Death Sentence Upheld For Pak Governor's Killer Over Blasphemy Law

09/03/2015 3:04 PM IST | Updated 15/07/2016 8:25 AM IST
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AAMIR QURESHI via Getty Images
Pakistani Islamist and supporters of former police bodyguard Mumtaz Qadri, hold his portrait as they shout slogans calling for his release during a protest outside the high court building in Islamabad on February 3, 2015. A former Pakistan police bodyguard appealed February 3 against his death sentence for murdering a provincial governor who sought reform of blasphemy laws, as hundreds rallied outside the court to show support. AFP PHOTO / Aamir QURESHI (Photo credit should read AAMIR QURESHI/AFP/Getty Images)

ISLAMABAD - A Pakistani court upheld the death sentence on Monday for the killer of the governor of Pakistan's largest province after he had called for reform of a law against blasphemy, media said.

The ruling was a surprise to many who had expected the killer's sentence might be reduced amid growing threats to lawyers and judges hearing blasphemy-related cases.

Mumtaz Qadri was a bodyguard for Punjab Governor Salman Taseer and was convicted of shooting him dead in Islamabad in January 2011.

Taseer was an outspoken critic of predominantly Muslim Pakistan's harsh blasphemy law - which carries the death penalty.

Qadri is viewed as a hero by many people who thought Taseer himself was a blasphemer by calling for the law's reform.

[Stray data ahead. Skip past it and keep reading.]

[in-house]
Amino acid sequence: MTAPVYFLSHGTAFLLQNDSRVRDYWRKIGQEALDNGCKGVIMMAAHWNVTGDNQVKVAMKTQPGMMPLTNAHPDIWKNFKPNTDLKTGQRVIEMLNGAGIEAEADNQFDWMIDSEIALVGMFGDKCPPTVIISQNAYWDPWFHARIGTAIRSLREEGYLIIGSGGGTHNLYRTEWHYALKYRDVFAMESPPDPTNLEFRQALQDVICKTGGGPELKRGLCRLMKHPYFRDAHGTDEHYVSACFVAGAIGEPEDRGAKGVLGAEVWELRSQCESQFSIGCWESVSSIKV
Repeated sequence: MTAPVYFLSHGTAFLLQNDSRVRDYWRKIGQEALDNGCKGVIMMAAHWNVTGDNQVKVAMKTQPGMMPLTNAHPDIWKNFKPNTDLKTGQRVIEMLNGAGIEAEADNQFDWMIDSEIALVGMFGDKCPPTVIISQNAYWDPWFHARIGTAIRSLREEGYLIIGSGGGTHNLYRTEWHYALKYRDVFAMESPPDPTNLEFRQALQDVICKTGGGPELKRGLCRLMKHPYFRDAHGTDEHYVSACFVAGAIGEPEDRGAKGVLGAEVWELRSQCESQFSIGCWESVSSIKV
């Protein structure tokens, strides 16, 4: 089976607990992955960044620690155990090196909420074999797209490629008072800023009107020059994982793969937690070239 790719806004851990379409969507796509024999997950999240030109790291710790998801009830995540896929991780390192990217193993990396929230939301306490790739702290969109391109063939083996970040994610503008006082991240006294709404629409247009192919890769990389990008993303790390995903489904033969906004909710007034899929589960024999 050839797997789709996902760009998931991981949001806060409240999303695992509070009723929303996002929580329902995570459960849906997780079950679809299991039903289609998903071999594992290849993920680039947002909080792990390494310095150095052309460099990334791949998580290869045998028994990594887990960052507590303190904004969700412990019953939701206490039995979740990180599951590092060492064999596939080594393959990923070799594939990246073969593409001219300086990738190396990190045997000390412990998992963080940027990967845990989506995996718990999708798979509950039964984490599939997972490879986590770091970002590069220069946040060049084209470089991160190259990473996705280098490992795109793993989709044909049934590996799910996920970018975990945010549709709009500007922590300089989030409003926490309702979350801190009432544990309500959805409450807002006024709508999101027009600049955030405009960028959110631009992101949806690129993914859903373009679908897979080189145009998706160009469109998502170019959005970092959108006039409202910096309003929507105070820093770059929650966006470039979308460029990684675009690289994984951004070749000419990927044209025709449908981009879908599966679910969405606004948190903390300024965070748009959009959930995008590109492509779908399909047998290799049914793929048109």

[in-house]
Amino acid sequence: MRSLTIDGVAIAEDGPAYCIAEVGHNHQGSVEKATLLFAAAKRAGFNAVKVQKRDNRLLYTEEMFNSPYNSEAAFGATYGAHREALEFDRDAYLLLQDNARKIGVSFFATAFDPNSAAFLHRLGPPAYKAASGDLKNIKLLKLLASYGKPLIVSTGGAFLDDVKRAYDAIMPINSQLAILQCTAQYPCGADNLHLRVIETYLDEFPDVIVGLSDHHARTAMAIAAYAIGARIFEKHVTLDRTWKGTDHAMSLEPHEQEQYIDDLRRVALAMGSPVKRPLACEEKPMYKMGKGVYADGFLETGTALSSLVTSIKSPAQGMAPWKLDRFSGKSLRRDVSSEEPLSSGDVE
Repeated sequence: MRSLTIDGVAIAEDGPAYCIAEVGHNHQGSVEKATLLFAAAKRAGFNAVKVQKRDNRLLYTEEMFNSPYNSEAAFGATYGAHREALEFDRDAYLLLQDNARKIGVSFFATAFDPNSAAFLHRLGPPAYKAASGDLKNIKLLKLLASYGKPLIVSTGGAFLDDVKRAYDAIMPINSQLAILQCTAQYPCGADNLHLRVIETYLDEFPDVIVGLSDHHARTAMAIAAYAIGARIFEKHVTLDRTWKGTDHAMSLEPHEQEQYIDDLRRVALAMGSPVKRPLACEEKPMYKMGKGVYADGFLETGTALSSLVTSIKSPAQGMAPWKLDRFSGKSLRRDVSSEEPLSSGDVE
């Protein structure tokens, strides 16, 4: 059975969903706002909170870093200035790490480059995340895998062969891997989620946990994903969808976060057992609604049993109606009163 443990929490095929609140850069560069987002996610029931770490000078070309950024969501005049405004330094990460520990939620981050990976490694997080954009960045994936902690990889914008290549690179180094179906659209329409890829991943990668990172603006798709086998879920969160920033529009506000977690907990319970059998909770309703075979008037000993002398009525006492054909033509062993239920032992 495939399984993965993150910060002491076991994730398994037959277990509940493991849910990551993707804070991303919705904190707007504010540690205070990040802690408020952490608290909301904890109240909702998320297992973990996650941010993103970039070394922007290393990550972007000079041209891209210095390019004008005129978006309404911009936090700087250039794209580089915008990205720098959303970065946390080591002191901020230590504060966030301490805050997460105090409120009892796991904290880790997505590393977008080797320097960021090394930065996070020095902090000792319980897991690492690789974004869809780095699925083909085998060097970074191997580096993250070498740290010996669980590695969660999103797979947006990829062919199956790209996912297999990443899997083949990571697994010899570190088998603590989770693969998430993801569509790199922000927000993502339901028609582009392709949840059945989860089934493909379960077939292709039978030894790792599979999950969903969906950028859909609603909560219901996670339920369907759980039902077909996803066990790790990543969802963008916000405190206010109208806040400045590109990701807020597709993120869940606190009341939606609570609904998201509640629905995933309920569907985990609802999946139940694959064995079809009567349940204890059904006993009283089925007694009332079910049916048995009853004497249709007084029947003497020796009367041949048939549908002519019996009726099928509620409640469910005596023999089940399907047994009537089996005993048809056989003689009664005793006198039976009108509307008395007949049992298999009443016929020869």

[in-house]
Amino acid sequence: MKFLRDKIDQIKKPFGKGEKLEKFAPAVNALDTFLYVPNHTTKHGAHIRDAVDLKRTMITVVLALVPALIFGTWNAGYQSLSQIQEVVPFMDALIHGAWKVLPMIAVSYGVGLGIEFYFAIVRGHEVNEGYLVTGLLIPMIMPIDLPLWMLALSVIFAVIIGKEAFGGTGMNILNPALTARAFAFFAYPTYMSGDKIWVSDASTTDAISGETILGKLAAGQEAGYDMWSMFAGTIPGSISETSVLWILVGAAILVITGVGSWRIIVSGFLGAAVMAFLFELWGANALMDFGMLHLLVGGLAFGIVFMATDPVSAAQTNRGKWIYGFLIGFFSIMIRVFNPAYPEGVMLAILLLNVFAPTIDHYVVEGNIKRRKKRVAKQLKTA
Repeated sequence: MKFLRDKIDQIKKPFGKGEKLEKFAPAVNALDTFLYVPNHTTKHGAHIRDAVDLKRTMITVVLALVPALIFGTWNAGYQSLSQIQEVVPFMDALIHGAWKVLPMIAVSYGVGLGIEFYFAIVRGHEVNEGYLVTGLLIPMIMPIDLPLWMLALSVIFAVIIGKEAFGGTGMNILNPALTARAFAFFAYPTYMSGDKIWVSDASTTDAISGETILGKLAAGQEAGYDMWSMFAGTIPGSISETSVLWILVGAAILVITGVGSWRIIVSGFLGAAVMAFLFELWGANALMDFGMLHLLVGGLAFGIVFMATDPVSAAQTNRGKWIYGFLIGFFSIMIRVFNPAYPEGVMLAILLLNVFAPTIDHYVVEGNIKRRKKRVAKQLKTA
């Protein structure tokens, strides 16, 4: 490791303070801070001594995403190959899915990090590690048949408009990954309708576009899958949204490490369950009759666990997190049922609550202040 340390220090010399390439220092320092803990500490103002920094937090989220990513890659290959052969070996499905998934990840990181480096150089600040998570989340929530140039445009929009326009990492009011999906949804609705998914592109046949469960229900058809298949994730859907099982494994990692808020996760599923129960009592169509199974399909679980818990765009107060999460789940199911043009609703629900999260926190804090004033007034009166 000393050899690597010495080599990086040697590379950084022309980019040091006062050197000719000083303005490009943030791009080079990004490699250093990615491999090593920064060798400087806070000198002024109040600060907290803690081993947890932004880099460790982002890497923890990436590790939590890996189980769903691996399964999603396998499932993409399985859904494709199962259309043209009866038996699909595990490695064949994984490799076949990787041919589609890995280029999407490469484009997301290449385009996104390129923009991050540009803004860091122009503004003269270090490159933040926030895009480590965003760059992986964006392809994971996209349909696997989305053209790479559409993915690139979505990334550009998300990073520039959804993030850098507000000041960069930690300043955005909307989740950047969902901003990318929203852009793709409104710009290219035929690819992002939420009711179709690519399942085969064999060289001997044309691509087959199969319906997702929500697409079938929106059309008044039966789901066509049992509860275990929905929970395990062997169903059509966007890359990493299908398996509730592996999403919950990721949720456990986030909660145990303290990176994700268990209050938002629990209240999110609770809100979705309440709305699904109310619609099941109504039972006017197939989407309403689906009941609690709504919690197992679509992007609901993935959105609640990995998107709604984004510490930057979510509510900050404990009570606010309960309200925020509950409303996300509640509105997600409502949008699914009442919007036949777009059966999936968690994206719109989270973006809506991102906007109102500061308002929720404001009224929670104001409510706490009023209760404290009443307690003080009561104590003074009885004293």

The killing highlighted a growing gulf between conservatives and more liberal elements in society. Some lawyers threw rose petals at Qadri when he arrived in court days after the killing.

The judge who convicted Qadri was forced to flee the country after death threats.

An anti-terrorism court handed down double death sentences for murder and terrorism to Qadri in late 2011. He appealed the sentences, but on Monday, Islamabad High Court upheld the murder sentence - though it struck down the sentence for terrorism.

Reporters and other members of the public were not allowed into Monday's hearing. Qadri's lawyer could not be reached for comment immediately.

Several TV channels reported the verdict and footage showed police sealing the court building with barbed wire soon after the verdict was announced.

Last year, gunmen posing as clients shot dead a prominent human rights lawyer defending a professor accused of blasphemy.

The blasphemy law mandates the death penalty and is often used in poor, rural areas to settle personal scores. Presenting evidence in court can be considered a new infringement, so judges are reluctant to hear cases. Those acquitted have often been lynched.

Taseer had championed the cause of a Christian woman sentenced to death in a blasphemy case, which arose out of a dispute. Taseer had said the law was being misused and should be reformed.

Two months after Taseer's murder, Minister for Minorities Shahbaz Bhatti, a Christian, was murdered by the Taliban for demanding changes to the blasphemy law.

Blasphemy accusations have spiked in Pakistan recently, according to a 2012 study by the Islamabad-based think tank, the Center for Research and Security Studies, that documented 80 complaints in 2011, up from a single case in 2001.

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